In the first trimester, your baby is very small, so your body hasn’t begun shifting to accommodate the growing baby.  Your physical body won’t prohibit any exercises you desire to do.  Although your body hasn’t changed much there are still some changes that will affect your workouts. The first challenge I had to overcome for working out during my pregnancy was the mental challenge that exercise could cause a miscarriage.  Although there is no research that indicates that exercise can cause miscarriage it is hard to overcome this thought especially if you have struggled with infertility as I did.   For me, it was better for my mental health to just take a break from exercise, besides walking, from the time of my embryo transfer to our first heart beast ultrasound at 7 weeks.  This made me feel better than having the anxiety surrounding my workouts and this little baby I so desperately wanted to stick.

Once I was mentally ready to resume workouts there were a couple of more challenges that came with my first-trimester workout routine.  Before pregnancy, my fitness routine consisted of a 5 am orange theory class every weekday morning and a spin class on the weekends.

My first challenge to keep up this routine was my fatigue.  It usually isn’t that difficult for me to wake up for my 5 am class but during that first trimester, it seemed impossible somedays.  Not only was waking up early difficult on the work breaks I mostly just wanted to nap.  My days consisted of working then napping then repeating.  Although it was challenging, I did manage to make it to 2-3 classes a week.

Even when I was at the classes there were some changes I noticed in my fitness ability.  For the most part, I did not notice any changes when I was lifting.  I was able to lift the same level of weights as I did before pregnancy.  The only time I felt different on the weight floor was doing something that elevated my heart rate, which I will explain later.

The biggest difference I noticed in my workout was during cardio.  Running was almost unbearable due to my sore and tender breasts.  Pre-pregnancy right before my period would start, I would sometime notice breast tenderness during my run, these sensations would usually dissipate after I ran for a couple of minutes and I wouldn’t notice it for the rest of my run.  During my first trimester, the discomfort in my breast during running was more intense and never ended.  Even after I stopped running, my breasts would continue to feel irritated for several minutes.  Due to this I mainly stopped running altogether and would just walk at an incline.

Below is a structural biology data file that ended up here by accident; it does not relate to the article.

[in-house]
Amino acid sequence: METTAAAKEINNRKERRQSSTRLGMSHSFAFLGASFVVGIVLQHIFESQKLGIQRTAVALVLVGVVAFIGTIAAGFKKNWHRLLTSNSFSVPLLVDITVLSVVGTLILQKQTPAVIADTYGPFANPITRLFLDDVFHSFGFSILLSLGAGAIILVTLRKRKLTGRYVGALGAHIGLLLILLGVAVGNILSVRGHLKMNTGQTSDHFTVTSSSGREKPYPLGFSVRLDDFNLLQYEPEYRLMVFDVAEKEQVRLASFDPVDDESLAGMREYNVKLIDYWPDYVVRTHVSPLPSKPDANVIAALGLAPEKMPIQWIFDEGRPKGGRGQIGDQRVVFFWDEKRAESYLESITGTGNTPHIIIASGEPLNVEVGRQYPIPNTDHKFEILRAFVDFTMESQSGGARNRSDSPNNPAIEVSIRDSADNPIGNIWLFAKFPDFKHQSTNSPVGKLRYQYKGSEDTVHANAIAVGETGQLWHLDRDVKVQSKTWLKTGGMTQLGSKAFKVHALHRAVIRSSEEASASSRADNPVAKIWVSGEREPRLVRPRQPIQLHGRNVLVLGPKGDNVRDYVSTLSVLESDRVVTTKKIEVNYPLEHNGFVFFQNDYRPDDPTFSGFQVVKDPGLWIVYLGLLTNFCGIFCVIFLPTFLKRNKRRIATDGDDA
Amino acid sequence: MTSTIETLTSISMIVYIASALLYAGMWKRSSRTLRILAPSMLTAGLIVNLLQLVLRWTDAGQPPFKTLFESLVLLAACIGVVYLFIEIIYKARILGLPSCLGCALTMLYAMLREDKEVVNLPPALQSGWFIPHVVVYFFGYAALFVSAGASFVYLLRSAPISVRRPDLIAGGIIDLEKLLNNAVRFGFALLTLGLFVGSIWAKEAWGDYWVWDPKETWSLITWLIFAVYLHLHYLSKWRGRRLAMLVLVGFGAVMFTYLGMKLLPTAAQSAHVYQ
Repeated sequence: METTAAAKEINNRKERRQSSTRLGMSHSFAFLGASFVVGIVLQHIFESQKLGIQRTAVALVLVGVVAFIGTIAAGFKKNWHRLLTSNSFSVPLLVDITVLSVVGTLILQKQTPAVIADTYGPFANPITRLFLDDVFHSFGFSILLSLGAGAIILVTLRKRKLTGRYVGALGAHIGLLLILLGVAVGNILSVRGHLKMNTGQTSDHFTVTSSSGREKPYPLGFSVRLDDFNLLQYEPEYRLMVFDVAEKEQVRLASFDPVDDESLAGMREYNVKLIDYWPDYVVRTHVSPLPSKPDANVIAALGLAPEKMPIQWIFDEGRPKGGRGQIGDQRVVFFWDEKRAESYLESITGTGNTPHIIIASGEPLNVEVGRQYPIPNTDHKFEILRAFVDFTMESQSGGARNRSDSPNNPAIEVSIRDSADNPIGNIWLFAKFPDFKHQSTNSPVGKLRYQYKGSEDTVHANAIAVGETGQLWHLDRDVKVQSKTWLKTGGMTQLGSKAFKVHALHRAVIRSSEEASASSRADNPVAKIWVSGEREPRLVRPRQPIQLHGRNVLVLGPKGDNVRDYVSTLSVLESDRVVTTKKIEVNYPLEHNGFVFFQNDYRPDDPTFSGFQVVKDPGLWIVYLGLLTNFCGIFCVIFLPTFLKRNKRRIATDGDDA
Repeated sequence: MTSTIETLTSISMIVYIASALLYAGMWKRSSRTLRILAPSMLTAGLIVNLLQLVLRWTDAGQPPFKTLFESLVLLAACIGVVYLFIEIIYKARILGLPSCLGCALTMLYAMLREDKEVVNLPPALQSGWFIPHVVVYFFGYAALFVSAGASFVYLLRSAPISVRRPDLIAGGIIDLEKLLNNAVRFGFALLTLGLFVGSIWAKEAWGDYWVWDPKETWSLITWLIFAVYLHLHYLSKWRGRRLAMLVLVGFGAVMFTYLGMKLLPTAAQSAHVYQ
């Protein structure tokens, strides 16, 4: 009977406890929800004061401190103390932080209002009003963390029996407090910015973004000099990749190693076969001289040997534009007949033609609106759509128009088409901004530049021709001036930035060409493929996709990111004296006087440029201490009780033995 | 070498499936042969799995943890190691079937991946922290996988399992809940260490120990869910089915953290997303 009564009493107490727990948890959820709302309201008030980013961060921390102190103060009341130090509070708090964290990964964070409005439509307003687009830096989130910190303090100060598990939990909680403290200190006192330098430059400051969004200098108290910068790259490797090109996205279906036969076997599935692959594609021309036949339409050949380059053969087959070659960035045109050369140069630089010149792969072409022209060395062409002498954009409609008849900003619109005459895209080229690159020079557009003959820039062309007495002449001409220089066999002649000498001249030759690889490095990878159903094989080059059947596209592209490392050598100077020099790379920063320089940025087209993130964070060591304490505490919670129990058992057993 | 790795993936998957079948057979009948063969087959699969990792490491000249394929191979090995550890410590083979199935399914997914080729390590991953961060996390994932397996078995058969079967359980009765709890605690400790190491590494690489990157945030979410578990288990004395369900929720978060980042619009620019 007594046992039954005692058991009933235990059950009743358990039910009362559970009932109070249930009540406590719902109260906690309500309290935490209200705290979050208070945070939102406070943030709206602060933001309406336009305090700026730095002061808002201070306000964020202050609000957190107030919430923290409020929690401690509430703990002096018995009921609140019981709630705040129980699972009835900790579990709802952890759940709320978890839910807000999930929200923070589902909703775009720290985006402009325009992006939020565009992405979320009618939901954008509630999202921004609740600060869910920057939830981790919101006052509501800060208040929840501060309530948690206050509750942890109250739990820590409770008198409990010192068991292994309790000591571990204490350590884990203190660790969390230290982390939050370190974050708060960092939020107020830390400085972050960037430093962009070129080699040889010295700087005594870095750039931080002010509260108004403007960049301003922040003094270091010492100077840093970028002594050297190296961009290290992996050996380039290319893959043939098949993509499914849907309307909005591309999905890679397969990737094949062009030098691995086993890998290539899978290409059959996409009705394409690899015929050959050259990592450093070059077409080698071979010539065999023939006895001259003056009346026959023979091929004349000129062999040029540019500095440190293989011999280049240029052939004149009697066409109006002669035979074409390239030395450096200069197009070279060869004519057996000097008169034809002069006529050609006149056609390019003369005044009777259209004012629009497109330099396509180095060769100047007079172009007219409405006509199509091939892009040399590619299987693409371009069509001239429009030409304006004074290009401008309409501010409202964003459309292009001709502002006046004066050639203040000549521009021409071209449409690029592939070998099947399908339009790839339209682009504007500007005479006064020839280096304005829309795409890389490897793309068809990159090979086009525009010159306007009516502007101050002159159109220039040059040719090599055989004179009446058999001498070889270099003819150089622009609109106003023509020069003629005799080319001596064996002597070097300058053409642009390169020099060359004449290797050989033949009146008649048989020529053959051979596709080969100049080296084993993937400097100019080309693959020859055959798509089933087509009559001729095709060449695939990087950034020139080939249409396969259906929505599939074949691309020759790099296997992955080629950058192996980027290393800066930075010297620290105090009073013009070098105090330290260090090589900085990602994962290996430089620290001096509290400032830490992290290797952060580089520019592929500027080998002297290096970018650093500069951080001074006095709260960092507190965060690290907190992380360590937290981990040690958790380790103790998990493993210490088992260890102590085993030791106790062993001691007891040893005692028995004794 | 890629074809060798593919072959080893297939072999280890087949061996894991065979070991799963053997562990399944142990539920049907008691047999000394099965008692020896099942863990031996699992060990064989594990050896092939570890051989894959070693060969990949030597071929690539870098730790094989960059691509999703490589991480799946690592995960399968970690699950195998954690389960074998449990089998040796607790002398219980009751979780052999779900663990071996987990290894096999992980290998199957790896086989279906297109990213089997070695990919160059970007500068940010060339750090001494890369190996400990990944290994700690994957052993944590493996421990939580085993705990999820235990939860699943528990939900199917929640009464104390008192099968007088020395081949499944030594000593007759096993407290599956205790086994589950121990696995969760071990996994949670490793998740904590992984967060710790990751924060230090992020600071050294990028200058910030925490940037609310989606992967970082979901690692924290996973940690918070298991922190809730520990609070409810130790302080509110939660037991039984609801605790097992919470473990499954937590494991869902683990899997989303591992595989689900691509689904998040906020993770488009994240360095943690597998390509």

It was also a lot easier for me to get winded during cardio and faster-paced lifting exercises.  In your first trimester, this is due to the increasing progesterone in your body.  As your body adjusts to new hormone levels it becomes much easier to become winded.  It felt like exercising in high altitude, the minute you would start you would be out of breath.

Although there is no weight gain necessary in the first trimester, I ended up gaining 5lbs.  I think this was predominantly due to my increase in carb intake and my reduced fitness routine.  If you are like me and gained weight during your first trimester don’t freak out, it doesn’t mean that you are destined to gain 100lbs during this pregnancy.  The first trimester can be tricky, you just have to do the best you can to get through it the best way you can.  Any bad habits that snuck into your routine during your first trimester can be reversed when you are feeling much better in the second trimester.

It is important to keep in mind that everybody’s pregnancy is different, so the most important thing is to do what is right for you and your growing baby.  We are all the best parents for our little babies and ultimately know what is right for them, even in utero.

I am excited to be feeling better and moving into what I have been told is the honeymoon phase of my pregnancy, the second trimester.